Things I Have Recently Called Jason

Jason, Jay, Jay Jay, J. J. Abrams, Jables, Jableston, Jasón, Jason von Jasonson, Jason Michaelson, Son, Sonny Boy, Sonson, Son-san, Boy-o, Booby Boy, Baby, The Baby, Baby Jay, Baby Booboo, Boo Boo Bear, Baby Boy, The Boy, The Jason, Jason Boy, Dude, Duder, Snorty Snooterson, Poopyhead, Poopybuns, Poopoo, Poopooloopoo, Poopy, Puppy, Pants, Mr. Poopypants, Mr. Moo, Mr. Moopoo, Mr. Man, Little Man, Little Guy, Little Dude, Buddy, Buddy Boy, Bubba, Bubbaloo, El Babalao, Babalaba, Ramalamadingdong, Jammalammalammalamma, Fussypants, Mr. Fusserson, Man, Manimal, Manderson, Mangia Mangia, Dr. Manhattan, Chuck Mangione.

Despite all this, he seems to be learning his name.


By Sherwood Smith

I have to say, I'm a little surprised by how much I liked Inda. The story is fairly commonplace--a talented young man trains to become a military commander, and in the process he gets swept up into the world-shaking events of his time, destined to become a hero. I've certainly read that one several times before, and I'm sure I will again. What's more, the writing isn't all that great. The author, Sherwood Smith, has this strange tendency to shift perspectives from one character to another abruptly and without warning, which is often jarring.

Despite that, though, I was absolutely riveted, and when the book came to its abrupt ending I was upset that I didn't already have the sequels. (Indeed, the fourth book isn't even coming out until August.) I have, of course, always been a sucker for a coming-of-age story, but, more than that, the world and characters of Inda were quite compelling. The cavalry-based military culture of the Marlovans combined with their language (several words of which you're introduced to throughout the book) evoke images of the Mongols and the Germanic tribes of medieval Europe. But there's more than that. Much of the history of this world is lost to the characters, but a huge backstory is hinted at that seems really interesting--magic, other races, fallen kingdoms, and so on--and perhaps important in later books.

I mentioned changes in point-of-view before, which are odd and often annoying. But they are also a big part of what make the characters so interesting. By seeing so much of each character's internal thoughts, each one is invested with a depth you don't normally see in minor characters. The only problem is that I wound up getting attached to a few characters who didn't end up making it through the book.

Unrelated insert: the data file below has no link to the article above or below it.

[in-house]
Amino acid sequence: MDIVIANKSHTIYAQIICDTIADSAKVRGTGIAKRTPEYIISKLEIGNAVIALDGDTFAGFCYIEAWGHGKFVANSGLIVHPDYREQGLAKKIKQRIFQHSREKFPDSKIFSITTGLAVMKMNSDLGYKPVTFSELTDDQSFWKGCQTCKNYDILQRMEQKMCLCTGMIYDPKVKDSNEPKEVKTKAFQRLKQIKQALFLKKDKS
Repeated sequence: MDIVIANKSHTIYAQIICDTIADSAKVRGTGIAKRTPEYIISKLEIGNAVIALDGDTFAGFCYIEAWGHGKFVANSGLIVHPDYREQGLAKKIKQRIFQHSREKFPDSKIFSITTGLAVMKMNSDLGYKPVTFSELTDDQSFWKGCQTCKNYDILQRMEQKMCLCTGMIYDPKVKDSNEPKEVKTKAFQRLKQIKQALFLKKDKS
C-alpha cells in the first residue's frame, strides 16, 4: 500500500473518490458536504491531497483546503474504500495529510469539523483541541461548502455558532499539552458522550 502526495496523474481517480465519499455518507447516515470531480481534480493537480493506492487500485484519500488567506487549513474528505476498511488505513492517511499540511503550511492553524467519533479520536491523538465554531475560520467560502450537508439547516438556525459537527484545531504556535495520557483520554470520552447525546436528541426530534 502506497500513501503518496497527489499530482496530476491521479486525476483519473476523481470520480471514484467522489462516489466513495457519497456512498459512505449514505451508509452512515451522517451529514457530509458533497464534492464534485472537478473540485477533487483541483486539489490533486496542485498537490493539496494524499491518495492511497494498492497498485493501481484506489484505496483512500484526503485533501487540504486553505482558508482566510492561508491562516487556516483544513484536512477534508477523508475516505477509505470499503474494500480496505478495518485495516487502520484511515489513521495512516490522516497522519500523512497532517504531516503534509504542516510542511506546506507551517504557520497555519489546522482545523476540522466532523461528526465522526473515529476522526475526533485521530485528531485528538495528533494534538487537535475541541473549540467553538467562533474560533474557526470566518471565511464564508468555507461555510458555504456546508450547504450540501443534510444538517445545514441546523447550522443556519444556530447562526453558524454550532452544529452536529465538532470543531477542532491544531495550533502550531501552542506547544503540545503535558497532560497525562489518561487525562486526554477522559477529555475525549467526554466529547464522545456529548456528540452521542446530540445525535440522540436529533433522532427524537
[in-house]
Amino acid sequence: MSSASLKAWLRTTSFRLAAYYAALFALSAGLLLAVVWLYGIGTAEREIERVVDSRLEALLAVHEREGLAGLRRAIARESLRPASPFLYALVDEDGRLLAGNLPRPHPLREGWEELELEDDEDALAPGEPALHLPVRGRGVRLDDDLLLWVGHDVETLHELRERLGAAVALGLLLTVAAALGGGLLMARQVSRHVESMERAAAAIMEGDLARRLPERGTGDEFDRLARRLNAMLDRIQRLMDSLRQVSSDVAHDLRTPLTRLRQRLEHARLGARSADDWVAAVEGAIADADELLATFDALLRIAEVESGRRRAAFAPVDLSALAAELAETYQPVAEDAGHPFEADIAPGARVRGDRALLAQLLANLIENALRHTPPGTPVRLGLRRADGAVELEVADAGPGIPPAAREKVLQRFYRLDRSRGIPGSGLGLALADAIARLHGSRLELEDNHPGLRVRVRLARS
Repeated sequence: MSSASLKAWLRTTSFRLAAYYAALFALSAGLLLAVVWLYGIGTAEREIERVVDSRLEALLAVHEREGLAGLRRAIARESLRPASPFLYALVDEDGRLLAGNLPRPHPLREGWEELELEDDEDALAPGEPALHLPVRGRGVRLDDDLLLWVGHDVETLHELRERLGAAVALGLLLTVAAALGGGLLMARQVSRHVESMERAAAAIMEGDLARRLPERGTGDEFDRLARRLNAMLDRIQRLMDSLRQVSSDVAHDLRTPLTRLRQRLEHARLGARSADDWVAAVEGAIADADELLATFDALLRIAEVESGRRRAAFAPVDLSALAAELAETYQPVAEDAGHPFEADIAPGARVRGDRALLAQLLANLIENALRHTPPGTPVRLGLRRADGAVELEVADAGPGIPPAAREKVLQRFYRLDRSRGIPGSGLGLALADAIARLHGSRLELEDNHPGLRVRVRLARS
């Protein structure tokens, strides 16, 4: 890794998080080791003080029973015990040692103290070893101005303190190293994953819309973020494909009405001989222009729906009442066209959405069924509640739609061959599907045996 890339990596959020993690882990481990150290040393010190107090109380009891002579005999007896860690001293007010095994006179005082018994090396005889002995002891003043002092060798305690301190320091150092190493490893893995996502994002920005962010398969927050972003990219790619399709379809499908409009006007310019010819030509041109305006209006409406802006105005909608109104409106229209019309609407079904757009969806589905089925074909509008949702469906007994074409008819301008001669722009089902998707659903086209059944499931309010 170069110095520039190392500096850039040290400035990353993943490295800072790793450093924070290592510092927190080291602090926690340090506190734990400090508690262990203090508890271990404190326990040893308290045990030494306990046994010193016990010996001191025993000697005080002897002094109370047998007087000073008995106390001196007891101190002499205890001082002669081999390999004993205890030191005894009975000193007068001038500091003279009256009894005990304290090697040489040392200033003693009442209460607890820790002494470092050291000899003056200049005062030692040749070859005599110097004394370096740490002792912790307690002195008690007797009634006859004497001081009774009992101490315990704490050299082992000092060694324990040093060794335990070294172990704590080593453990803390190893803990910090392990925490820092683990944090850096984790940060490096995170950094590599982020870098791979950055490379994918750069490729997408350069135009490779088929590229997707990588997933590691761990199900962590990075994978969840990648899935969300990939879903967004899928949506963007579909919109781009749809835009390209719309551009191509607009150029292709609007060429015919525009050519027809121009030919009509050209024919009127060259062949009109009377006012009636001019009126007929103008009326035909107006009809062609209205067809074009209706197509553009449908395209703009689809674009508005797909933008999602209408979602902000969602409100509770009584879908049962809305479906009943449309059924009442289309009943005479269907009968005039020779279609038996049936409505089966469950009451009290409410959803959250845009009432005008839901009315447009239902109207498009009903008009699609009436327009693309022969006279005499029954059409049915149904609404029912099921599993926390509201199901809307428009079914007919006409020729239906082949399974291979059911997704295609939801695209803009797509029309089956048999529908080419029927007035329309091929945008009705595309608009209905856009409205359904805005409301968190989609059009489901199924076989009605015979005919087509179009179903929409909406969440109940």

It's rare that I read two books in a row that I enjoy so thoroughly, and since I have a good chunk left in both this series and the Black Company series, it looks like I may have a hard time deciding what to read next. Which, when you come down to it, isn't such a bad problem to have.

Started: 1/13/2009 | Finished: 1/20/2009

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I Don't Want to Jinx It

After almost six weeks, Jason finally seems like he's getting over his cold. What's more, he slept through the night last night--we put him down at 7 PM and he didn't wake up until 5:30 AM. It was glorious. All three of us have been exhausted lately, and to finally get a full night's sleep was simply amazing. Granted, Juliette and I both actually woke up several times in the night, expecting to hear Jason crying, even worrying a little when we didn't. I still feel a little like I'm waiting for the other shoe to drop, but the excitement we're both feeling at the prospect of getting good sleep can't be denied.

I tell you, though, the last couple of days have been great. With all of us being better rested, we've all been in better moods, and our time together has been much more fun. I even had Jason laughing last night during a game of peek-a-boo. I'm not sure whether we've truly entered a new phase with Jason's sleeping, and even if we have, I'm sure something will come up eventually that we'll have to deal with, but for now I'm just enjoying it.

Chronicles of the Black Company

By Glen Cook

I heard about Glen Cook's Black Company books via a discussion in the forum, wherein Raja (of Strobelight Review fame) thanked another member for recommending it to him. Now I, in turn, have to thank him for turning me on to this series, because it's the best fantasy I've read in quite some time.